Energy policy silliness, however, is not a Biden administration monopoly. In a speech to the UN in New York in September, UK Prime Minister Boris Johnson pressed countries “to deliver on their commitments” to reduce carbon emissions, reminding world leaders that the upcoming UN climate conference in Glasgow in November would be the “turning point of humanity”. Meanwhile, as the Prime Minister lectured from his UN podium that “it’s time for humanity to grow up”, his own party backbenchers in parliament back home warned that the country’s on-going energy crisis showed why the government had to scrap green levies and subsidies for the renewables industry.
Indeed, Johnson may have been competing with Biden for the energy silliness prize when he pledged to make the UK the “Saudi Arabia of wind power”. As it turns out, owners of UK’s last remaining coal power stations were paid huge sums to keep the lights on after an extended Europe-wide wind drought caused wind power to fail and natural gas prices climbed to record highs.
While natural gas and power prices surged in the UK, a raft of small energy companies went belly up and two fertiliser plants in northern England closed down, which forced most of Britain’s commercial carbon dioxide production to shut down. This in turn is threatening shortages in the food and beverage sector which depend on the gas for a host of applications. To top it off, UK business secretary Kwasi Kwarteng, after holding emergency talks with energy chief executives to help companies weather the unprecedented spike in gas and electricity prices, doubled down on Britain’s shift to renewable energy. He has been busy explaining that surging natural gas and power prices, energy companies going bankrupt, and petrochemical producers shutting down operations really meant that the UK needed to develop renewable energy capacity even more rapidly.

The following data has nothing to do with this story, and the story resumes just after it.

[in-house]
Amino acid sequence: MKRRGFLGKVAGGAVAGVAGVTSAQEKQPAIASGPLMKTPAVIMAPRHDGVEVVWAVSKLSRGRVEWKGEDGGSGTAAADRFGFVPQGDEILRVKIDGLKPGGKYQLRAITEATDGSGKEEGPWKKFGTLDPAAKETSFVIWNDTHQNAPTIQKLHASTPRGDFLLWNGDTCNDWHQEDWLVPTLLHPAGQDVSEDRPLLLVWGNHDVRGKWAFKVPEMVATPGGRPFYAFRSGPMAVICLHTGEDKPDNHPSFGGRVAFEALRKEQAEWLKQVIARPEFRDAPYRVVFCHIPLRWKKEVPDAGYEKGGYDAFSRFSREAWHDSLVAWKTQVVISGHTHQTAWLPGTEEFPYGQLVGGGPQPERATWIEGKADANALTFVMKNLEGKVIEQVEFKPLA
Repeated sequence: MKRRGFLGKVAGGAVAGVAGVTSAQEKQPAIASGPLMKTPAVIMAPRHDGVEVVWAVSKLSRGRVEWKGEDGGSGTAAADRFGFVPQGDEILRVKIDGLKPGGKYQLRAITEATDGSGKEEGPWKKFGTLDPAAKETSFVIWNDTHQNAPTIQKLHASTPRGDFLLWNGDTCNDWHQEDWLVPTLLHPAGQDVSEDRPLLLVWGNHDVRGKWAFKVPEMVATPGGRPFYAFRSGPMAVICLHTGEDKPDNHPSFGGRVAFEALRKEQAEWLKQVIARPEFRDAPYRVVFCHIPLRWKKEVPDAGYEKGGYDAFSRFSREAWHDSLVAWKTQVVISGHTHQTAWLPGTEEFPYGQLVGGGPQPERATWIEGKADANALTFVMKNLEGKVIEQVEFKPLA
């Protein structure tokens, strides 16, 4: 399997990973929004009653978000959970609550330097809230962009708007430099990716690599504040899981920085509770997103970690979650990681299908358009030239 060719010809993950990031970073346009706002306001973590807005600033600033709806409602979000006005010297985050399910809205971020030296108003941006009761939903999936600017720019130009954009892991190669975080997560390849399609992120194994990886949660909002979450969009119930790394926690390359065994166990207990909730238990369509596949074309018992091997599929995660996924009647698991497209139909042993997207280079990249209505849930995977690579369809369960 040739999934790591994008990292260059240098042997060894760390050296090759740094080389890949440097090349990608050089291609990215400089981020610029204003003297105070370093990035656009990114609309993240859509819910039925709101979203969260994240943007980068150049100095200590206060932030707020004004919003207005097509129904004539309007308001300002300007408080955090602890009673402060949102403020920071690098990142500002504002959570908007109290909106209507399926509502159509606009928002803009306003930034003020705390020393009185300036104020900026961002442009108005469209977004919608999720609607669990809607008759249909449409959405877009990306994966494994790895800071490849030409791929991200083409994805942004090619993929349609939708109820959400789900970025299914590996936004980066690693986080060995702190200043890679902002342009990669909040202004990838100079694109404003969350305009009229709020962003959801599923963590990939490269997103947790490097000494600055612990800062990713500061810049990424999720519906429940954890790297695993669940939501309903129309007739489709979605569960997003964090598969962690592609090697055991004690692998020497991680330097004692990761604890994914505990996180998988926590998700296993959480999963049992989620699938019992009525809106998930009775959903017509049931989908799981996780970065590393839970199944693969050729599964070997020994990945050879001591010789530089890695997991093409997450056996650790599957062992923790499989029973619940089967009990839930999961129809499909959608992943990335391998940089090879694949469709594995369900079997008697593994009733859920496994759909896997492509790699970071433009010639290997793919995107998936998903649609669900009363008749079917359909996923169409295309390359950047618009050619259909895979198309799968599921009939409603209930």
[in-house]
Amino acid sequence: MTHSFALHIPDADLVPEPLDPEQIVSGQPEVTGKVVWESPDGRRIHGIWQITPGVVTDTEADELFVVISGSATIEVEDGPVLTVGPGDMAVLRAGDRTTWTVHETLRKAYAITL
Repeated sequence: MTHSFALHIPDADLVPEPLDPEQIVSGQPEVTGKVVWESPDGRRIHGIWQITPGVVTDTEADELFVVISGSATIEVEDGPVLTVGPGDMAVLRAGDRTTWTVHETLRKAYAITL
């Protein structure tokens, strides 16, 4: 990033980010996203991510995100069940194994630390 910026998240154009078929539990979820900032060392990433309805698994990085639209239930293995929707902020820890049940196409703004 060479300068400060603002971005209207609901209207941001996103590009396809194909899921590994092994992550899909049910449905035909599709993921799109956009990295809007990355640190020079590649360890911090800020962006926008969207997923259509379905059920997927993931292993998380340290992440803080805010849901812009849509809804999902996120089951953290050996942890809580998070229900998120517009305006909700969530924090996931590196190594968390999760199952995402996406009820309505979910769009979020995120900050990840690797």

To add to the compendium of silly energy policies, in the midst of a gas supply crisis, the UK government’s environment regulator just denied Royal Dutch Shell permission to further develop a site in the North Sea which could have supplied up to 10% of Britain’s annual natural gas consumption. The UK government had already banned fracking in 2019, following Europe in the decision to keep fossil fuels “in the ground” consistent with their climate change predilections. And, in its wisdom, the UK government saw it fit to reduce Britain’s gas storage capacity to just 2 per cent of annual gas demand, compared with 25 per cent to 37 per cent in Europe’s four largest storage holders.
But it gets better – energy policy silliness is not just the province of the politicians. So-called energy experts and international bureaucrats are serious competitors in this arena. In mid-May of this year, the International Energy Agency published its “Net Zero By 2050” study. Described widely as a “bombshell report”, among its high points it proposed an end to all new investments in fossil fuels (coal, oil and natural gas) from 2021.
After essentially calling for the most fundamental transformation of the global energy system since the advent of the Industrial Revolution over two centuries ago — to be completed within the next three decades — the IEA opined just weeks later that “OPEC+ needs to open the taps to keep the world oil markets adequately supplied”. And, on cue, as Europe’s gas and power prices surged to record levels, the IEA called on Russia to be a “reliable supplier” and send more gas to Europe.
Perhaps it’s not so much silliness as a perfectly reasonable hypocrisy of the St. Augustine variety who in his confessions prayed “Lord, make me chaste – but not yet!” Lets hope that the onslaught of energy policy silliness (or hypocrisy) of the past several months does not cause a winter of discontent and that the gods of weather be merciful to us.